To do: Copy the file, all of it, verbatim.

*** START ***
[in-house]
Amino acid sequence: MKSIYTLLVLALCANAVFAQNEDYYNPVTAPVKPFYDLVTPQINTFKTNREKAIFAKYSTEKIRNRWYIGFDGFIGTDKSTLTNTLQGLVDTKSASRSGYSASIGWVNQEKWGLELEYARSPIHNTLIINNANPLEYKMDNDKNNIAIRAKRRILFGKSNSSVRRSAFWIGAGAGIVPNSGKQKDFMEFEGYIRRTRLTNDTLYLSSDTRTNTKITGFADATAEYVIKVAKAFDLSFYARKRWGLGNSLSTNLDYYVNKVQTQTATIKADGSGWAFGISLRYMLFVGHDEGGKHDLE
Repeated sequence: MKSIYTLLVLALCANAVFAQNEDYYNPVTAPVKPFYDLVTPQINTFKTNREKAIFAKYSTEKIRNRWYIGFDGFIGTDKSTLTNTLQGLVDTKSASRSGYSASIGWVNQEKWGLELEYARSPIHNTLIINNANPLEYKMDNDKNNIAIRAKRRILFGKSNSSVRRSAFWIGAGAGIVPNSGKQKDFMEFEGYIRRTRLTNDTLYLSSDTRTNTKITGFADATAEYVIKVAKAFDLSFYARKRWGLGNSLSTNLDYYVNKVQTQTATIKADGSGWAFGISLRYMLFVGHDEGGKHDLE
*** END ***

[in-house]
Amino acid sequence: MKSIYTLLVLALCANAVFAQNEDYYNPVTAPVKPFYDLVTPQINTFKTNREKAIFAKYSTEKIRNRWYIGFDGFIGTDKSTLTNTLQGLVDTKSASRSGYSASIGWVNQEKWGLELEYARSPIHNTLIINNANPLEYKMDNDKNNIAIRAKRRILFGKSNSSVRRSAFWIGAGAGIVPNSGKQKDFMEFEGYIRRTRLTNDTLYLSSDTRTNTKITGFADATAEYVIKVAKAFDLSFYARKRWGLGNSLSTNLDYYVNKVQTQTATIKADGSGWAFGISLRYMLFVGHDEGGKHDLE
Repeated sequence: MKSIYTLLVLALCANAVFAQNEDYYNPVTAPVKPFYDLVTPQINTFKTNREKAIFAKYSTEKIRNRWYIGFDGFIGTDKSTLTNTLQGLVDTKSASRSGYSASIGWVNQEKWGLELEYARSPIHNTLIINNANPLEYKMDNDKNNIAIRAKRRILFGKSNSSVRRSAFWIGAGAGIVPNSGKQKDFMEFEGYIRRTRLTNDTLYLSSDTRTNTKITGFADATAEYVIKVAKAFDLSFYARKRWGLGNSLSTNLDYYVNKVQTQTATIKADGSGWAFGISLRYMLFVGHDEGGKHDLE